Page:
DES MOINES — House Republicans want to split the difference between midyear deappropriation plans proposed by Gov. Kim Reynolds and Senate Republicans.
House Appropriations Committee Chairman Pat Grassley, R-New Hartford, unveiled a bill Wednesday afternoon making $42.8 million in adjustments to the budget for the fiscal year ending June 30.
The House plan lands somewhere between the $38.4 million in adjustments Reynolds proposed and the $68.2 million Senate Republicans would cut from the $7 billion-plus general fund budget.
House Republicans took a “methodical approach,” Grassley said. They landed on $42.8 million because they believed it was necessary to cut $37 million, “and we wanted to be a little above that in case we needed to have a little bit of a cushion,” Grassley said.
“We wanted to make sure the changes we were going to make were responsible and something that could be absorbed” and protect GOP priorities, he added.
One of those was community colleges where House Study Bill 648 cut $500,000 — less than a tenth of the $5.5 million cut in the Senate plan. The governor proposed an $825,645 reduction.
“I would say that whenever we had a conversation about the FY18 adjustments, that was the No. 1 issue that came up,” Grassley said.
That doesn’t help Iowans who will be on the receiving end of cuts, said Rep. Chris Hall of Sioux City, the ranking Democrat on the Appropriations Committee.
“Anytime the state has to enact budget cuts midyear at a point in time when the economy is growing, there seems to be some mismanagement,” Hall said. “I think the types of cuts you’re seeing will continue to fall on Iowa’s most vulnerable. (Republicans) are going to continue to balance the budget on the backs of children, seniors and some of our Medicaid population at a point of time when most of these services have been cut to their core.”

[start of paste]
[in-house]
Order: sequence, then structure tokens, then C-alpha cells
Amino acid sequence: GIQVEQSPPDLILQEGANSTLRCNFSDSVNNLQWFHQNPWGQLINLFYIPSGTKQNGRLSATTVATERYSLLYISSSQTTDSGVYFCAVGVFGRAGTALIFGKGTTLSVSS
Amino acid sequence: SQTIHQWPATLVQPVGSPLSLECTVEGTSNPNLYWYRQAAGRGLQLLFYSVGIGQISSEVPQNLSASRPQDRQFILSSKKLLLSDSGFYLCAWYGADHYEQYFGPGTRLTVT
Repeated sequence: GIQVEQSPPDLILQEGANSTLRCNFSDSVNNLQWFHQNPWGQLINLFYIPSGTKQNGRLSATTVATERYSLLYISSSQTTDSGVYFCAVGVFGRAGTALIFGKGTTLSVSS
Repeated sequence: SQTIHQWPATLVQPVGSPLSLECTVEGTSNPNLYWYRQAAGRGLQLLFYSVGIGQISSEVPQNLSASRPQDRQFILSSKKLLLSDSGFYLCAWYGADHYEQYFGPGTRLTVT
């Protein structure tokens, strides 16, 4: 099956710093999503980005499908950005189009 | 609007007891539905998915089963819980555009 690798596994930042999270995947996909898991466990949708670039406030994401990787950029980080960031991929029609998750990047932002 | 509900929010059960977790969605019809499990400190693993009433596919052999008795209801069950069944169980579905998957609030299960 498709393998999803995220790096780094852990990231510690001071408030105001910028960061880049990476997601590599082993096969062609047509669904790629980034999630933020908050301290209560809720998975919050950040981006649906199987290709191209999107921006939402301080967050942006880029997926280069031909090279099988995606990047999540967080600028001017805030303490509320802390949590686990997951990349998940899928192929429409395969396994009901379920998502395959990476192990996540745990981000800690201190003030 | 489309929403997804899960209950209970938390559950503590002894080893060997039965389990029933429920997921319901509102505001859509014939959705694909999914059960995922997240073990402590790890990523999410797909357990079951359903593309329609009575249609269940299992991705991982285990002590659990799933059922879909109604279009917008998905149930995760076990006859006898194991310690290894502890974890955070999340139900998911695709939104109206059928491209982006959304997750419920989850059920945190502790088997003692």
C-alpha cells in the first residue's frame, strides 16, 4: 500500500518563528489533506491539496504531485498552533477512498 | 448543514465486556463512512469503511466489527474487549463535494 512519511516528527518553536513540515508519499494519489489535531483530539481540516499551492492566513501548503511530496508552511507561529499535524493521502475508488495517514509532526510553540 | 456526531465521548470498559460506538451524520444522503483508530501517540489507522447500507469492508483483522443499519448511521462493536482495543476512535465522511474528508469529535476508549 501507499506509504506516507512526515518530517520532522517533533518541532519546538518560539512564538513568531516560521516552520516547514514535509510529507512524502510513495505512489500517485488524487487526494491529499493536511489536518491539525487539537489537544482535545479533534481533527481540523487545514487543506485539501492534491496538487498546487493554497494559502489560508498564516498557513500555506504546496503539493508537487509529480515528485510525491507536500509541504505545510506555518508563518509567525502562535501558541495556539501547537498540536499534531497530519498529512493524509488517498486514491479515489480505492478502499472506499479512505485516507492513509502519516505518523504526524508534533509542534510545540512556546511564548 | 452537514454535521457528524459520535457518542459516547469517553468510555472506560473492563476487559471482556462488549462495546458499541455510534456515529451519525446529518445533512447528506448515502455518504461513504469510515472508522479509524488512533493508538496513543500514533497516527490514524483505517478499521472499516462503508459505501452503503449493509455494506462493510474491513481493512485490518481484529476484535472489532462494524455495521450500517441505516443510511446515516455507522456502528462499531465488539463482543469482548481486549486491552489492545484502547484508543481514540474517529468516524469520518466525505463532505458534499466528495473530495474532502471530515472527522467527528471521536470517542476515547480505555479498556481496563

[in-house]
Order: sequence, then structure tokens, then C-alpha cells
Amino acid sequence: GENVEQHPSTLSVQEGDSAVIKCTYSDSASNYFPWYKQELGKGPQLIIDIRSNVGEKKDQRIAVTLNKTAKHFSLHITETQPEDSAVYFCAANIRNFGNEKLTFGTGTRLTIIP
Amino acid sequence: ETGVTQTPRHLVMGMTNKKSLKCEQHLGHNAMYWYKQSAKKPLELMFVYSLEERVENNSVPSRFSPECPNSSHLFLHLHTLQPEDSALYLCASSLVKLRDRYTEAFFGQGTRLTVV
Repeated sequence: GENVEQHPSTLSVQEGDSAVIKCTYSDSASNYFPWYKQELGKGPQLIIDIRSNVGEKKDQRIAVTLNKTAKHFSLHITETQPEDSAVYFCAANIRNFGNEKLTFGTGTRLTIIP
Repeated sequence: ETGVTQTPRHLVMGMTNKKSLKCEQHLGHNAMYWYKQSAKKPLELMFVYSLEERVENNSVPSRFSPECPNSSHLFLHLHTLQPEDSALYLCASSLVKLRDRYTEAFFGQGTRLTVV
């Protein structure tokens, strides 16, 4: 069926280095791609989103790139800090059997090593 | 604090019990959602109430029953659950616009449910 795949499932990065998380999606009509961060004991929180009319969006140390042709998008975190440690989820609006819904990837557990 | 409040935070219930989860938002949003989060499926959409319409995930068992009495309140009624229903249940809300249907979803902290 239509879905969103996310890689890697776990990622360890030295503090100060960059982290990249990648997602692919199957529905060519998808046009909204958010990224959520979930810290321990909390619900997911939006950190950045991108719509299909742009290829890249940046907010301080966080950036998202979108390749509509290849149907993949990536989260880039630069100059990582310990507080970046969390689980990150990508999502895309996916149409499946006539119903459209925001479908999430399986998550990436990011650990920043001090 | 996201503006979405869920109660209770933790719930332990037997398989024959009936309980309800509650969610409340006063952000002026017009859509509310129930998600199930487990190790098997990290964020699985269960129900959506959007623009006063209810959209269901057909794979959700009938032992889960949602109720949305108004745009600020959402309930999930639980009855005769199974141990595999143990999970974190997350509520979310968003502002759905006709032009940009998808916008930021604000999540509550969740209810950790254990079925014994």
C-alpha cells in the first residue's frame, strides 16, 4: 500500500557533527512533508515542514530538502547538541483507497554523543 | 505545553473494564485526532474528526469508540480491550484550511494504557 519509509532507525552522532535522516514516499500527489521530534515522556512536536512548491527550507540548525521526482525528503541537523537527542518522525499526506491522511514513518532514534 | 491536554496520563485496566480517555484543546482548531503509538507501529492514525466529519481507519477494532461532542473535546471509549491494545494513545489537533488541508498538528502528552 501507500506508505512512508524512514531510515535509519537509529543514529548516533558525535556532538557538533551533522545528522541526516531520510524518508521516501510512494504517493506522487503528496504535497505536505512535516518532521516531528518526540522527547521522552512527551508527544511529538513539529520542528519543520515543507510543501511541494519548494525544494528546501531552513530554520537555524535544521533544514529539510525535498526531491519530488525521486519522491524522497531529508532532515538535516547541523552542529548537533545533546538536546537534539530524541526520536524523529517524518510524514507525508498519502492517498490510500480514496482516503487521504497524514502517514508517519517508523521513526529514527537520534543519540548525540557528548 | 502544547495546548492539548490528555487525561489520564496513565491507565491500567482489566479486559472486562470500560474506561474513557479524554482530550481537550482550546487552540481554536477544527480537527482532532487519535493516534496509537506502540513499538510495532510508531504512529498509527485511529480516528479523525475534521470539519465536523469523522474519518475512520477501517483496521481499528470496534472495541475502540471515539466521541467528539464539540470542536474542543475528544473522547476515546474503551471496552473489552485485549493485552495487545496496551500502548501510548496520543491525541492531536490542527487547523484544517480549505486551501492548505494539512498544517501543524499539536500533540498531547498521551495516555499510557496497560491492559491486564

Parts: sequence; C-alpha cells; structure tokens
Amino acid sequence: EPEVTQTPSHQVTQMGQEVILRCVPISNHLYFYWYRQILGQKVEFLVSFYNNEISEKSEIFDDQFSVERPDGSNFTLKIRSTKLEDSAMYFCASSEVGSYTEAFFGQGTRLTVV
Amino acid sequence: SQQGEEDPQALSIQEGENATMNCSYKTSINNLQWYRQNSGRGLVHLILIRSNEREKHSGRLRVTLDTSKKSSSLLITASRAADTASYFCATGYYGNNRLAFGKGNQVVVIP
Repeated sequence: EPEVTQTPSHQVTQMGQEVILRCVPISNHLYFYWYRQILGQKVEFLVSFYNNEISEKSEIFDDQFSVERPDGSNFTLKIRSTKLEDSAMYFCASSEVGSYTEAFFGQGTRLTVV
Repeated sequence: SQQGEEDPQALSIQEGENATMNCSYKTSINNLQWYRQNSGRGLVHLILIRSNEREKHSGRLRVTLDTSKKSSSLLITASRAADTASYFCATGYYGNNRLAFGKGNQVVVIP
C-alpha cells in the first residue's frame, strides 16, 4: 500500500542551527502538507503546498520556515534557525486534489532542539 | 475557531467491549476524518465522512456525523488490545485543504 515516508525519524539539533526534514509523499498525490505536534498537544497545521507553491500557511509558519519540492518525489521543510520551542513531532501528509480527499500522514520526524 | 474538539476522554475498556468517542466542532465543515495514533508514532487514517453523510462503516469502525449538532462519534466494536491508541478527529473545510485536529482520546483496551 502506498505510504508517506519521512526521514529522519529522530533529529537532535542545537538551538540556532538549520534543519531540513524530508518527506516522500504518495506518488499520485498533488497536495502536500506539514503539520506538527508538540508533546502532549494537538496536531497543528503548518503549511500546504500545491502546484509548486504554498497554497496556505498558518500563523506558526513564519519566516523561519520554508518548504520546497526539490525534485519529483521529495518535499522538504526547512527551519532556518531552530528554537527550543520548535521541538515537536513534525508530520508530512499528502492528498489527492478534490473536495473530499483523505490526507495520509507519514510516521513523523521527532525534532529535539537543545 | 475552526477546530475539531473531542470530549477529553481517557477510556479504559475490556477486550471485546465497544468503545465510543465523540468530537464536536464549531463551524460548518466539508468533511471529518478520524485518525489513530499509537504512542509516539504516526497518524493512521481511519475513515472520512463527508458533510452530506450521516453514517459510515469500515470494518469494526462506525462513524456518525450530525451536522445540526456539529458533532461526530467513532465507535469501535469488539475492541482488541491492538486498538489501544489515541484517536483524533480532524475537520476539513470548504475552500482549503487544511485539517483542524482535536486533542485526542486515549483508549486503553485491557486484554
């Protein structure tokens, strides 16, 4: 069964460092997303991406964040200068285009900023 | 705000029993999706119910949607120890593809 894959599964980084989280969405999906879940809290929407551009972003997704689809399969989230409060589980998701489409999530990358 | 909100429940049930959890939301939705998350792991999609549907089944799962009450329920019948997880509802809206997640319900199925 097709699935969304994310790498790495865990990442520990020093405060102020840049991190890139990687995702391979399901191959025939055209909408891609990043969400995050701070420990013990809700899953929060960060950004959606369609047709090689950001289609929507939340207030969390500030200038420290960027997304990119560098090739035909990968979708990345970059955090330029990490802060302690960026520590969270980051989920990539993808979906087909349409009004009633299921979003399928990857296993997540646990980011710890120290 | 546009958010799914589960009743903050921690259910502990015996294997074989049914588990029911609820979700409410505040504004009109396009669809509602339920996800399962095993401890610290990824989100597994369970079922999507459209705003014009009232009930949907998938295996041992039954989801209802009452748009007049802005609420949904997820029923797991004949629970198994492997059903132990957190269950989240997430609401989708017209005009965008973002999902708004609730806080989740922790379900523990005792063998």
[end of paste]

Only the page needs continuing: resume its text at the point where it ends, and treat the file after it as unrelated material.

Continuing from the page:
Republicans, he said, “continue to look the other way and hope it gets better.”
House Republicans cut $8.1 million from the regents, which is more than the $5.1 million cut Reynolds proposed, but less than the $19 million the Senate GOP has in its deappropriation plan. Like the Senate, the House plan doesn’t include the $10 million cut Reynolds would make to Medicaid.
“That’s something Iowans feel pretty strongly about right now,” Grassley said.
However, the House GOP cuts $10 million from the economic development High Quality Jobs Program — $3 million more than the Senate. Reynolds recommended no cut.
If Republicans were serious about moving Iowa’s economy forward, “they would not be raiding $10 million from the Skilled Worker and Job Creation Fund or raising tuition on Iowa students,” Hall said.
Like the governor and Senate Republicans, Grassley’s bill holds harmless K-12 schools.
All three proposals include $11.2 million the state stands to realize as a result of federal income tax changes.
And like the Senate plan, the House plan includes language clarifying the governor’s authority to transfer money at the end of the fiscal year. Currently, the law allows her to shift up to $50 million without legislative approval.
That language “is the latest admission from Republican lawmakers that Gov. Reynolds broke the law with an illegal transfer of funds,” said Hall, who has sued the governor over her transfer in the fall when the books were closed on fiscal 2017.